The phrase comes to surface amid a collection of voices, most discussing the unknown trader. The room focuses on his (or her) observable market influence, dissecting how and why he closed all his short positions for signs of strategy.
"He was defending that position," one of the voices says with authority. "That price should have gone up on the ratio, it didn't. I think it was him dumping."
Whether he's Clowncontrol, Gregcron or Barry White, or one of a host of other usernames that dot the screen, is unclear.
Salacious talk aside, it's a boring day in the Whale Club trading room. Bitcoin is trading at $250, up from $230 days before. The rise has been the first jolt in an otherwise "choppy" cycle for the price of bitcoin, weeks of ups and downs with no clear trading patterns to yield profits.
"It's been out since Monday," one of the traders interjects amidst sudden silence, clearly bored by bitcoin's stability. Debate ensues over the hit Netflix series House of Cards.
For a moment, it could be any Wall Street break room.
"Look at this one-minute candle, holy [expletive]!" exclaims another voice. Just as quickly, Whale Club is back to business.
Though the rise of a secretive group may be business as usual for the bitcoin community, Whale Club has built up an unusually polarizing reputation.
The informal club of traders is at once reviled in public for its perceived shadowy market practices and heralded in private by exchanges for knowledgeable product insights.
At any given time, traders can be heard on Whale Club's TeamSpeak channel, discussing market movements and strategy. Notable members of the exchange industry, including Bitfinex's Phil Potter and BitMEX's Arthur Hayes, are known to stop by to get a gauge on market activity.
Others like soon-to-be-incarcerated bitcoin entrepreneur Charlie Shrem have made special appearances.
Group leaders like BTCVIX and Flibbr are aware of its more negative reputation, but believe that much of this sentiment has been an unfair byproduct of its name (the term 'whale' denoting traders that are large enough to move markets for their own benefit), as well as what they deem a lack of education in the bitcoin community about market dynamics.
As for how the group is viewed by exchanges, the answers differ based on the company. Some are fans and members, while others downplay any relationship.
Bitcoin derivatives exchange BitMEX is a vocal advocate, with CEO Arthur Hayes and CTO Sam Reed both defining themselves as members. Calling the community a "very important segment of the market", Hayes and Reed confirmed that they use Whale Club's insights to shape decisions.
OKCoin indicated that while employees may be associated with the group, it doesn't have any formal relationship with Whale Club.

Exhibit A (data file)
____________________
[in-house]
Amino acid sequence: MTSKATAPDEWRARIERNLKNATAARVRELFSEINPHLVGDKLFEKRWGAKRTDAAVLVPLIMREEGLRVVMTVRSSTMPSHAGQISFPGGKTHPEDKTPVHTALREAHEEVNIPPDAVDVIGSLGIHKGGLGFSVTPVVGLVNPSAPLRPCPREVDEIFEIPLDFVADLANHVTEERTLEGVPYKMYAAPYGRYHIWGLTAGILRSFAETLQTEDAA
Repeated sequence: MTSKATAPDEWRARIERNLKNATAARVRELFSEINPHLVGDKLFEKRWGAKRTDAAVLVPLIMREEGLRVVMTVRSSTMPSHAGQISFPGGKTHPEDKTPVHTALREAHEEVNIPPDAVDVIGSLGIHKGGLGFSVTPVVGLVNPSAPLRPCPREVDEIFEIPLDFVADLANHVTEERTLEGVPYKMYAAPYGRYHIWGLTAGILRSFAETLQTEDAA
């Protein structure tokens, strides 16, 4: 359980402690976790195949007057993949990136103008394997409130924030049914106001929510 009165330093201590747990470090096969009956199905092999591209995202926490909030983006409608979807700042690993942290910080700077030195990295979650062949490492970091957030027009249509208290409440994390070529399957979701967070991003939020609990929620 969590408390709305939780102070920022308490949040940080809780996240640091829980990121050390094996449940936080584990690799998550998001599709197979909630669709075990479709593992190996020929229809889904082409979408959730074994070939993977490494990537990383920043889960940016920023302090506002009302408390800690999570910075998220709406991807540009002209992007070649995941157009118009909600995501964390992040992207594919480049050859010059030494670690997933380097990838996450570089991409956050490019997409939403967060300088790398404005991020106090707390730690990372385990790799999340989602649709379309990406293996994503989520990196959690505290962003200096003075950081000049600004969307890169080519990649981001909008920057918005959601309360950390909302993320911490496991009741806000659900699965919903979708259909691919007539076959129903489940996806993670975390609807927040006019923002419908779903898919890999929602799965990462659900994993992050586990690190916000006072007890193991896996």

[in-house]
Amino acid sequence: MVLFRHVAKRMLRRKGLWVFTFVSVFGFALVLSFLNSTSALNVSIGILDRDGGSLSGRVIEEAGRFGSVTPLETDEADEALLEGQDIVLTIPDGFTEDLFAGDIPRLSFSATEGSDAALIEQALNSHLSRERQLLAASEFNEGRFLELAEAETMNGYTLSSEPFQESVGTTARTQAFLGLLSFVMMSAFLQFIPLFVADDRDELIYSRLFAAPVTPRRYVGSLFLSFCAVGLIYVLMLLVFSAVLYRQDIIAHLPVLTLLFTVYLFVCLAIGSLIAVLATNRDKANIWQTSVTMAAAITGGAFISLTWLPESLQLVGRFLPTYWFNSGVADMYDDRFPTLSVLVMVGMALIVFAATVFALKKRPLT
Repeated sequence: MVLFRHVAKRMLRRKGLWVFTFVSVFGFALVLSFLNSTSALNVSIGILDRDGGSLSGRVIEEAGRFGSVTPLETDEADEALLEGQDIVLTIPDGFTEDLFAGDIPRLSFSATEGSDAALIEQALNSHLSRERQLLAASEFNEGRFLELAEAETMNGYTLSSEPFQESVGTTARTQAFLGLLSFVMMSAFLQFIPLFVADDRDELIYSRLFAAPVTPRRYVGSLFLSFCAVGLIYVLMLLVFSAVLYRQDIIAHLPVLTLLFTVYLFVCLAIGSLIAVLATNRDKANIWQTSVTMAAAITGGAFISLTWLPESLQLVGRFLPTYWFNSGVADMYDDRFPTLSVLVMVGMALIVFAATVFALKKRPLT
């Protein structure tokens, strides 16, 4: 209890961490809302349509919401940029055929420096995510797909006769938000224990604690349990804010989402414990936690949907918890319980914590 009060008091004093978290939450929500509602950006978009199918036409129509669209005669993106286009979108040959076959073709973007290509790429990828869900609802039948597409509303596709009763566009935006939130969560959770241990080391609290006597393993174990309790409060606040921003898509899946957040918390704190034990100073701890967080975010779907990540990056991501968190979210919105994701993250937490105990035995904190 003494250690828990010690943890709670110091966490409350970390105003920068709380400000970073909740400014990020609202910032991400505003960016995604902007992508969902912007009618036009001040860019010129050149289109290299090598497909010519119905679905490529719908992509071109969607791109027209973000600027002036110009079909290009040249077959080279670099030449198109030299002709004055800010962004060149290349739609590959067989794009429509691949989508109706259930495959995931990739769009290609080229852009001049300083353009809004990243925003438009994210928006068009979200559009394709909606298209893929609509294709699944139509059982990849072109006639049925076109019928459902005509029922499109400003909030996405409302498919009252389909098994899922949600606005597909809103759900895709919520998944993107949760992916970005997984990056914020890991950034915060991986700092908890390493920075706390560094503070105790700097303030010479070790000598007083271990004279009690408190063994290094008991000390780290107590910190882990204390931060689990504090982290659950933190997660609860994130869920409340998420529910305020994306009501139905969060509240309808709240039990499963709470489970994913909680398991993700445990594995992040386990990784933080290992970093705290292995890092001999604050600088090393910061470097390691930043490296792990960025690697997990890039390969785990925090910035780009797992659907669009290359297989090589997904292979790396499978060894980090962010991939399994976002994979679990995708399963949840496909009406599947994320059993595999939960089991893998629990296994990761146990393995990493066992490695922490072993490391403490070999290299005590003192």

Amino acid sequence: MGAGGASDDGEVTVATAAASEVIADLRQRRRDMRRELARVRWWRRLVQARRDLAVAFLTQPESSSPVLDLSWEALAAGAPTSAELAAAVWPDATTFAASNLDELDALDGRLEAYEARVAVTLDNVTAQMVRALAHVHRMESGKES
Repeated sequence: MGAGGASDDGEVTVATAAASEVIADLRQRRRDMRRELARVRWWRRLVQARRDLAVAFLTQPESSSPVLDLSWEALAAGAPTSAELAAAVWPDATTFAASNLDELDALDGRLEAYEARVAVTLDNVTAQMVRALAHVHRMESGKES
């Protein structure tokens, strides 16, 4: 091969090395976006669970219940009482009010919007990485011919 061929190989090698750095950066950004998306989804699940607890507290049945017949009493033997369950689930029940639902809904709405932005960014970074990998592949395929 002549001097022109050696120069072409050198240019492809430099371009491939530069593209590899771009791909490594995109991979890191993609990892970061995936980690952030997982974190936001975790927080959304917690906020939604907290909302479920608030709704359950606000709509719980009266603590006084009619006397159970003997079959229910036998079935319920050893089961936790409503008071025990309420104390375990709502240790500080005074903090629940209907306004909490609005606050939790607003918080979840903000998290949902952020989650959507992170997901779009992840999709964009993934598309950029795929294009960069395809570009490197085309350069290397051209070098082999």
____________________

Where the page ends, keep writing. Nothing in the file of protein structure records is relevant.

Zane Tackett, OKCoin's former community outreach director, said that though he has been in contact with the group, no special emphasis was put on its feedback during his tenure.
"I would say the thing that makes them more noteworthy would simply be they seem to reach out to exchanges and trading services on a much more regular basis," he said, adding:
"They can be abrasive I guess. And they also are quite vocal."
Bone to pick
If there's one thing that bothers the traders behind Whale Club, it's the one-directional discussion about bitcoin price, and their views on the subject may paint a picture of why they sometimes offend the sensibilities of the general market.
Contrary to what you may read in the media, bitcoin's volatile price is one of its biggest benefits to certain subsections of the community.
Apart from its use as a spending tool, bitcoin is an asset class, meaning it trades on the open market. Exchanges have spent the last year moving to offer an increasing variety of tools for traders, and this includes the ability to short or long the market. Whichever direction it goes, there's money to be made.
"It was like I was given a second birthday in the same year," Flibbr, 29, recalls, talking about the digital currency's stunning year-over-year decline, and its more recent "capitulation", falling under $200 at the start of 2015.
"The downtrend has been fantastic for profits," he boasted.
"People have made a lot of money on the up run, I've made more with leverage on the downtrend," he adds, not quite hiding his excitement with a giddy tone. "The initial run from $800 down was insane, but then we went all the way up to $700 and repeated the whole process again!"
Perhaps as a nod to its reputation, Flibbr first quips that the group requires users to hold 500 BTC ($143,000 at press time). It takes him a few seconds to note the joke doesn't resonate.